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My Favorite Christmas Tradition

NORAD continues to track Santa; and here’s why.

For more than 50 years, NORAD and its predecessor, the Continental Air Defense Command (CONAD) have tracked Santa’s flight.

The tradition began in 1955 after a Colorado Springs-based Sears Roebuck & Co. advertisement for children to call Santa misprinted the telephone number. Instead of reaching Santa, the phone number put kids through to the CONAD Commander-in-Chief’s operations “hotline.” The Director of Operations at the time, Colonel Harry Shoup, had his staff check the radar for indications of Santa making his way south from the North Pole. Children who called were given updates on his location, and a tradition was born.

In 1958, the governments of Canada and the United States created a bi-national air defense command for North America called the North American Aerospace Defense Command, also known as NORAD, which then took on the tradition of tracking Santa.

Since that time, NORAD men, women, family and friends have selflessly volunteered their time to personally respond to phone calls and emails from children all around the world. In addition, we now track Santa using the internet. Millions of people who want to know Santa’s whereabouts now visit the NORAD Tracks Santa website.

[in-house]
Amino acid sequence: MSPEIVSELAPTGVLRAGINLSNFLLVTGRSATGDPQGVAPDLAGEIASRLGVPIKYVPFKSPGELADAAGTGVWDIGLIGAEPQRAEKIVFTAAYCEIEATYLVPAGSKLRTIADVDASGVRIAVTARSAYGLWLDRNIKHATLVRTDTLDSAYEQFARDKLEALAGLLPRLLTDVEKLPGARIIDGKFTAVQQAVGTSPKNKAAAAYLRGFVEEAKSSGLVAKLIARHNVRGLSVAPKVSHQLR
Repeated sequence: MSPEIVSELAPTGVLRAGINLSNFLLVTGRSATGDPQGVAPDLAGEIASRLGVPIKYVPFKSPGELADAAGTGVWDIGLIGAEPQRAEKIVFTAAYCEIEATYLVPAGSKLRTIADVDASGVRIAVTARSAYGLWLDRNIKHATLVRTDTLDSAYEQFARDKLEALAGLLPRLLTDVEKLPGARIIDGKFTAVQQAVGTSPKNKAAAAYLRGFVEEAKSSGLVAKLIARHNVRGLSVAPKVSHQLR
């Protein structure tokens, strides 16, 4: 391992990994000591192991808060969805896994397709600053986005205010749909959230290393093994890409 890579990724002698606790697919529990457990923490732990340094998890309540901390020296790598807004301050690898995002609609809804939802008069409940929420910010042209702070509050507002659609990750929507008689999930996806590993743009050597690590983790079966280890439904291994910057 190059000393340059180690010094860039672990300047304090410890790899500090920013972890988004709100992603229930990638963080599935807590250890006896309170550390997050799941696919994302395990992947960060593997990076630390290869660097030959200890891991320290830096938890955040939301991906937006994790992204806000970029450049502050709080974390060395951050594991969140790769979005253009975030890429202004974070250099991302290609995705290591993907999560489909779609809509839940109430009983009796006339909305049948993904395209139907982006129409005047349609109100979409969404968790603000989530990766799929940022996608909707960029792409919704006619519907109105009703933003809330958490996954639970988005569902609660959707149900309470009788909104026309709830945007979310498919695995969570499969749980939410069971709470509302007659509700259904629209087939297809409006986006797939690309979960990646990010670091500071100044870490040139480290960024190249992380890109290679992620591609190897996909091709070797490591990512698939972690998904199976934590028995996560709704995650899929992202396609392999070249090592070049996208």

Google has been helping with the tradition in recent years, using their analytical software to pinpoint where those visiting the website are coming from and its “Google Earth” map program now gives you a “3D” look of the jolly fat-man’s trip around the world.  Also, searches of “Santa” on your mobile phone’s Google Maps Application will get you the live-track on your phone.

The entire thing is made possible through the donations and charity of “evil, soulless, multi-national corporations.”

He should be in Chinese airspace as of this morning.

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